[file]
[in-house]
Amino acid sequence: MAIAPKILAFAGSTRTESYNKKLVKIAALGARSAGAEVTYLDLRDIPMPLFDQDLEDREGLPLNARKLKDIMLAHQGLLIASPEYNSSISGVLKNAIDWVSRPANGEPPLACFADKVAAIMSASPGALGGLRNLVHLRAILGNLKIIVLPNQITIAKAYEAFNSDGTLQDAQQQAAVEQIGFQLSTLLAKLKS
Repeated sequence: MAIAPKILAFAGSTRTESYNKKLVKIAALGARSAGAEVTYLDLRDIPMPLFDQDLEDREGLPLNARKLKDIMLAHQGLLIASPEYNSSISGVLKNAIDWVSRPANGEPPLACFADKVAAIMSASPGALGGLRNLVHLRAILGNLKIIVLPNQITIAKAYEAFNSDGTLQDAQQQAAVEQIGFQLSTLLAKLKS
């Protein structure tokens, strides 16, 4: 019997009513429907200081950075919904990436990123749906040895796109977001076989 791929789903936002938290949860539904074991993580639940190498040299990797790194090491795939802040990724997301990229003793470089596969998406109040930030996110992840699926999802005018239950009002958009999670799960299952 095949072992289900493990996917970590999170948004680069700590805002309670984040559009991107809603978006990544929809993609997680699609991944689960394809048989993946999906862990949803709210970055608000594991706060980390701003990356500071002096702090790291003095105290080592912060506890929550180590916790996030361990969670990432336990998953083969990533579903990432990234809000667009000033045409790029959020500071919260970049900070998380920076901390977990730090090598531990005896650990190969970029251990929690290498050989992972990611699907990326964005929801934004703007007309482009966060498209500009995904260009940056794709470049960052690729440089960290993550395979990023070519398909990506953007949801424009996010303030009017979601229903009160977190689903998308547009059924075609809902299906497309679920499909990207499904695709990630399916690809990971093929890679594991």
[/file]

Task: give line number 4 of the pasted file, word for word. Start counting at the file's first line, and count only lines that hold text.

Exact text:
């Protein structure tokens, strides 16, 4: 019997009513429907200081950075919904990436990123749906040895796109977001076989 791929789903936002938290949860539904074991993580639940190498040299990797790194090491795939802040990724997301990229003793470089596969998406109040930030996110992840699926999802005018239950009002958009999670799960299952 095949072992289900493990996917970590999170948004680069700590805002309670984040559009991107809603978006990544929809993609997680699609991944689960394809048989993946999906862990949803709210970055608000594991706060980390701003990356500071002096702090790291003095105290080592912060506890929550180590916790996030361990969670990432336990998953083969990533579903990432990234809000667009000033045409790029959020500071919260970049900070998380920076901390977990730090090598531990005896650990190969970029251990929690290498050989992972990611699907990326964005929801934004703007007309482009966060498209500009995904260009940056794709470049960052690729440089960290993550395979990023070519398909990506953007949801424009996010303030009017979601229903009160977190689903998308547009059924075609809902299906497309679920499909990207499904695709990630399916690809990971093929890679594991």